Legal Signs part II: is it required to have Thai language in yours?
In our last column we had a look at the common legal misnomer regarding businesses organized under a Thai limited company that asserts: “You must have ‘company, limited’ on your business sign.” In this column, we examine a second very common legal misnomer regarding business signs in Thailand. It goes something like: “All business signs must have Thai words that mean the same thing as any non-Thai words and above any such non-Thai words.” Once again, as a generalized proposition, this is incorrect (note, there are indeed cases where Thai language requirements may apply to your business’ sign). In our opinion, it is clear that this legal misnomer is based on an inadequate understanding of the Signboard Tax Act (1967) and as amended (the “STA“). Thus, once again, we turn to this, the relevant law.
Pursuant to Section 9 of the STA, the signboard tax is a local administrative tax collected by the relevant local administrative office (i.e. Testsabaan, Or. Bor. Tor or District Office, depending on where you are located in Thailand). The STA is as “self-assessing tax”. In general, with some specific exceptions and applicability rules, when you put up your business sign you are required to report to the competent local administrative office and pay the tax within fifteen days thereafter.
Section 12 of STA provides that the tax is payable annually in advance no later than 31 March for that year. However, pursuant to Section 7 of the STA, if this is the first year of your business sign is used, then the tax payable is a pro-rata proportion of the annual tax payable for that sign. Depending on which quarter of the first year the the tax becomes payable i.e. if the tax becomes payable in May (the second quarter of the calendar year) then you pay three quarters of the annual tax payable for such a sign.
Under Section 25 of the STA, a late payment of your annual sign tax is subject to a fine of 2% per month of your total payable sign tax. Failure to file the tax return by the due date is punishable by a fine of 10% of the tax payable, which will be reduced to 5% if the sign owner files before he given official notice of the failure to file. A fine of 10% of the arrears tax is applicable if the sign owner files an incorrect return, unless the sign owner requests to correct such before assessment. And, under Section 35 of the STA, a penalty of Thai baht five to fifty thousand is applicable for “intentionally” not filing the sign tax payment application.
Under Section 7bis of the STA, the tax payable (subject to a minimum tax payable of Thai baht two hundred) is calculated by the area of the sign multiplied by the applicable per area rate. Pursuant to Ministerial Regulation 5 (1992) under the STA, the tax rate per each five hundred square centimetres of sign used, is one of three following, currently reduced, amounts:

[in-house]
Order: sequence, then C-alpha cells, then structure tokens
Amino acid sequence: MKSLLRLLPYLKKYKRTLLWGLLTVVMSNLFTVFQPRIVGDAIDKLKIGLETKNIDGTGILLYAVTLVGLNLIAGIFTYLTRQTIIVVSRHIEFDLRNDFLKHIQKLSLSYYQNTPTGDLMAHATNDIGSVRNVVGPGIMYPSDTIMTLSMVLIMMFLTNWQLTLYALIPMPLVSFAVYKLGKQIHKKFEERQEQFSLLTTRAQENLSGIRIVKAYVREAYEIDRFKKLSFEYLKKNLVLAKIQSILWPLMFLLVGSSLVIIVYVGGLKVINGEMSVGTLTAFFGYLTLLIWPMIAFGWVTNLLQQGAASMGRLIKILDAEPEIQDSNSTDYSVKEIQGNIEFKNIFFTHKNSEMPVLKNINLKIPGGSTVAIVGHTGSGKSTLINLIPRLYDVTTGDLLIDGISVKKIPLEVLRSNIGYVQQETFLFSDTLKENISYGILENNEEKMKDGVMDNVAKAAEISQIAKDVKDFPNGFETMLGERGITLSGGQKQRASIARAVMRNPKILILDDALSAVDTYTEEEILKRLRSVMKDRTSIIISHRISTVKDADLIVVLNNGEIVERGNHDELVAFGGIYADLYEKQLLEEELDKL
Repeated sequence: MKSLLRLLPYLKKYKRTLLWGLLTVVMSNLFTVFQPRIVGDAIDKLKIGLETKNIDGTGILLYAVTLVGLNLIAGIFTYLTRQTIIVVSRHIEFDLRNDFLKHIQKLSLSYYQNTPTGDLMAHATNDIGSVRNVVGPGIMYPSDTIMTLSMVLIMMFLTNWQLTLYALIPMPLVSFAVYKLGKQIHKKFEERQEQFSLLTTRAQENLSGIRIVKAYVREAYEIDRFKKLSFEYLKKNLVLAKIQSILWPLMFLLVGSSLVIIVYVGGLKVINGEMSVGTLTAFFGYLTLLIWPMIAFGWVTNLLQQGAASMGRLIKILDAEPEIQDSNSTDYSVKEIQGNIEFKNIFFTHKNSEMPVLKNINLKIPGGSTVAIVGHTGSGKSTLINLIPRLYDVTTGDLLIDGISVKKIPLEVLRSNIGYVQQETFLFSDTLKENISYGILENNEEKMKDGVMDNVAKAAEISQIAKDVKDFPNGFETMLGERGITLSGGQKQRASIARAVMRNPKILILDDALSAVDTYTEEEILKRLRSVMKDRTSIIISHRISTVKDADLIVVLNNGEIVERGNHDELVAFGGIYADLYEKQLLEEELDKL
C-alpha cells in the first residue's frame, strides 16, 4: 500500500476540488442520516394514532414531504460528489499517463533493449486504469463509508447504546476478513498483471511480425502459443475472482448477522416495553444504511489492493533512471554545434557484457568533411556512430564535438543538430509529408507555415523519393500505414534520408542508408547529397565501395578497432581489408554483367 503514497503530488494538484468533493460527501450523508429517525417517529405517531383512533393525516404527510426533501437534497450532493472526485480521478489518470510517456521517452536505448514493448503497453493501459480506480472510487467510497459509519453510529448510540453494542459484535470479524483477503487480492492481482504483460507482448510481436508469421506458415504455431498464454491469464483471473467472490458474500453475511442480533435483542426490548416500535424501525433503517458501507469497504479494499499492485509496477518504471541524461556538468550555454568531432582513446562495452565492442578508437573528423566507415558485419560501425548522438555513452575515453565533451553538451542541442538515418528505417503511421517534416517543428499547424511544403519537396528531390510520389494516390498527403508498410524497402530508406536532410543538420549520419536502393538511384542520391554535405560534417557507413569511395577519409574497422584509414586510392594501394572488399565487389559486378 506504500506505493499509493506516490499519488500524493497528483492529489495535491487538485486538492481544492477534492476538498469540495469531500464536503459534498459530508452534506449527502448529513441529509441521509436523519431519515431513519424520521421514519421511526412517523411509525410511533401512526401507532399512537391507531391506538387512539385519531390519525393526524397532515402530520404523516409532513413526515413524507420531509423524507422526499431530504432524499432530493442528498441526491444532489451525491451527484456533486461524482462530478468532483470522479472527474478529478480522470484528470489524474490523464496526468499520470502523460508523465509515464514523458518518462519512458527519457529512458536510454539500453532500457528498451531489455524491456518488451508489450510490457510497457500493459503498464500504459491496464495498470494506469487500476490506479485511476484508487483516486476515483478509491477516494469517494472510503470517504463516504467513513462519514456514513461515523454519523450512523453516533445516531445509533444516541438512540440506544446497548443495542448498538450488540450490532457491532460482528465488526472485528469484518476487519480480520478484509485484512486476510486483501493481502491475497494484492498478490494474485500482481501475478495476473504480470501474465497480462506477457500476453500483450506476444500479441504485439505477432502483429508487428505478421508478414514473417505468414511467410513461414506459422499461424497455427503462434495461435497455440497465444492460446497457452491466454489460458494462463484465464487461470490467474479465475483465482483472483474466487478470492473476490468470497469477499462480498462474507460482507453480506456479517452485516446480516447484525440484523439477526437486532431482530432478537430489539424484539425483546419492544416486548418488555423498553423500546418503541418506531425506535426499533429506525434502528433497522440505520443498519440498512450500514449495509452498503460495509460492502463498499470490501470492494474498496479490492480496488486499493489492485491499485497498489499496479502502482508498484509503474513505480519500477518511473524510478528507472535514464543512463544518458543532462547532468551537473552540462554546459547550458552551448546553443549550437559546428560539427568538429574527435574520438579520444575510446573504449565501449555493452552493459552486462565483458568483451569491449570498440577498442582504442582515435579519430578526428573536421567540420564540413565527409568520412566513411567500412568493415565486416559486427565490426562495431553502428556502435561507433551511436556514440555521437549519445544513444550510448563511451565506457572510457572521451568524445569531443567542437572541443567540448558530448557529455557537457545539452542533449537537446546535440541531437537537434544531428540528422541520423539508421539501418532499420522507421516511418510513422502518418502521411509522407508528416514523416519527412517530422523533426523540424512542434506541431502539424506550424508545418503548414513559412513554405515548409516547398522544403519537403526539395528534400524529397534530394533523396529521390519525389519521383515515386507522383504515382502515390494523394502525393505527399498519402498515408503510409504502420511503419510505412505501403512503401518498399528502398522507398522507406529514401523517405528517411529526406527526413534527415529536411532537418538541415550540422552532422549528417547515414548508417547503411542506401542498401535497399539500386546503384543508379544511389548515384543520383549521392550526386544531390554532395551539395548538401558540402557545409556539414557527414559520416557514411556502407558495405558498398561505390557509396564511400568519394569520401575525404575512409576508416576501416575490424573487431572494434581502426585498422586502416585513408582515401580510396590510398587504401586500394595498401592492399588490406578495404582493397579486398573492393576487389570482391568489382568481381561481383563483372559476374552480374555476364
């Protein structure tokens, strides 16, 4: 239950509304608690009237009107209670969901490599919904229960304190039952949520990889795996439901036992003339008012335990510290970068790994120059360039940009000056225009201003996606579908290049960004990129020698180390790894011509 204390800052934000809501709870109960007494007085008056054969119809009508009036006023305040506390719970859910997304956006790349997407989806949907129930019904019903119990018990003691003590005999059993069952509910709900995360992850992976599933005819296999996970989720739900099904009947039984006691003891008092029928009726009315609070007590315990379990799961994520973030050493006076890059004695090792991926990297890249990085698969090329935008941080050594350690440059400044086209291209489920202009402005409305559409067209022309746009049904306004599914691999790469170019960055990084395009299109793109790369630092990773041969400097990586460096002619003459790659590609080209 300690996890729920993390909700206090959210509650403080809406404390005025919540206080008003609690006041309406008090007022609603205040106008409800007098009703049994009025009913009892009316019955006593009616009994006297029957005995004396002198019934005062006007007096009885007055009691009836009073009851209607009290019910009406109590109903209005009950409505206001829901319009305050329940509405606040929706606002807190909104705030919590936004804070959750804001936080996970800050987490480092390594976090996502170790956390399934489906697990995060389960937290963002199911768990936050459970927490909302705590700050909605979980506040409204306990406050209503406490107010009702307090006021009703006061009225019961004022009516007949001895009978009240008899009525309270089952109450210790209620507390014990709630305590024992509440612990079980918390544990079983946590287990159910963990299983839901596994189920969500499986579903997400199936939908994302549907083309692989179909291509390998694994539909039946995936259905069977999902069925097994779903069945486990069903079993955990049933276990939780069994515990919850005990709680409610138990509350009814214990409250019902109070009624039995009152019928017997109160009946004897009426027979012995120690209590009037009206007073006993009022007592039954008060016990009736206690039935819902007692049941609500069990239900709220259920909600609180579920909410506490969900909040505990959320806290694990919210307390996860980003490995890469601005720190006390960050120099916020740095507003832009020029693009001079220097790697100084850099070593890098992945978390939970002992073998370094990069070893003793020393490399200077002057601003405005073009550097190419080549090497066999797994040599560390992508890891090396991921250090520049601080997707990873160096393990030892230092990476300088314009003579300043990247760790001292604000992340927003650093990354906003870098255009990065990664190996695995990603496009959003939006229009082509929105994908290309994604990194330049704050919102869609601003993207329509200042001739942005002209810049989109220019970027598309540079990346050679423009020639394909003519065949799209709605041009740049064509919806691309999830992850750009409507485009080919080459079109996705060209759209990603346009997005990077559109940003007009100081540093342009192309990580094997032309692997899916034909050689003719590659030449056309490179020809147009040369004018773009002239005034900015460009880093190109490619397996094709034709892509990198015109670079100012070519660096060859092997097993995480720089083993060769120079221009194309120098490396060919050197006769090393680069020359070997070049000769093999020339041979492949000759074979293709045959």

1) Thai baht three;
2) Thai baht twenty; or
3) Thai baht forty;
And here is the key point for our purposes; the rates are applicable as follows:
(1) is applied, if the sign is in the Thai language only;
(2) is applied, if the sign is in the Thai language and any other non-Thai language and/or has any picture and/or has any logo is also in the sign;
(3) is applied, if any part or all of the Thai language in the sign is under/lower down the sign than any non-Thai language in the sign.
And this is, in our opinion, the source of the confusion regarding a supposed legal requirement to include Thai in your business sign. True, if your sign contains only a non-Thai language or a non-Thai language and Thai but the Thai is not completely above the non-Thai language, you are liable to a higher a tax amount under the STA. However, two things should be carefully noted. First, once you calculate it, the payable tax amount for a sign that has Thai wording lower than non-Thai wording or even for a sign that contains only non-Thai wording is, indeed higher but the difference is relatively negligible. Second, you are generally not required to include any Thai language wording above any non-Thai language in your business sign. Indeed, you are generally not required to include any Thai language in your sign at all.
In closing and as noted above, however, there are some specific exceptions with regard to what business signs the signboard tax applies and also some cases where Thai language must be used in business signs. To clarify if and how your business sign is liable to this tax, and whether and how Thai language wording must be used in your case, you should to consult competent tax and legal counsel directly.
DUENSING KIPPEN is a multi-service boutique domestic and cross boarder law firm specializing in real estate, construction, hospitality and corporate/commercial transactional matters as well as dispute resolution through negotiated settlement, arbitration and litigation proceedings. DUENISING KIPPEN is also the only firm in Thailand whose attorneys include three MCIArb internationally certified arbitrators. And DUEINSING KIPPEN is the only such firm in Thailand that compliments its real estate, construction, hospitality, and corporate/commercial legal expertise with a core tax law practice. DUENSING KIPPEN can be reached at: [email protected] or for more information visit them at: duensingkippen.com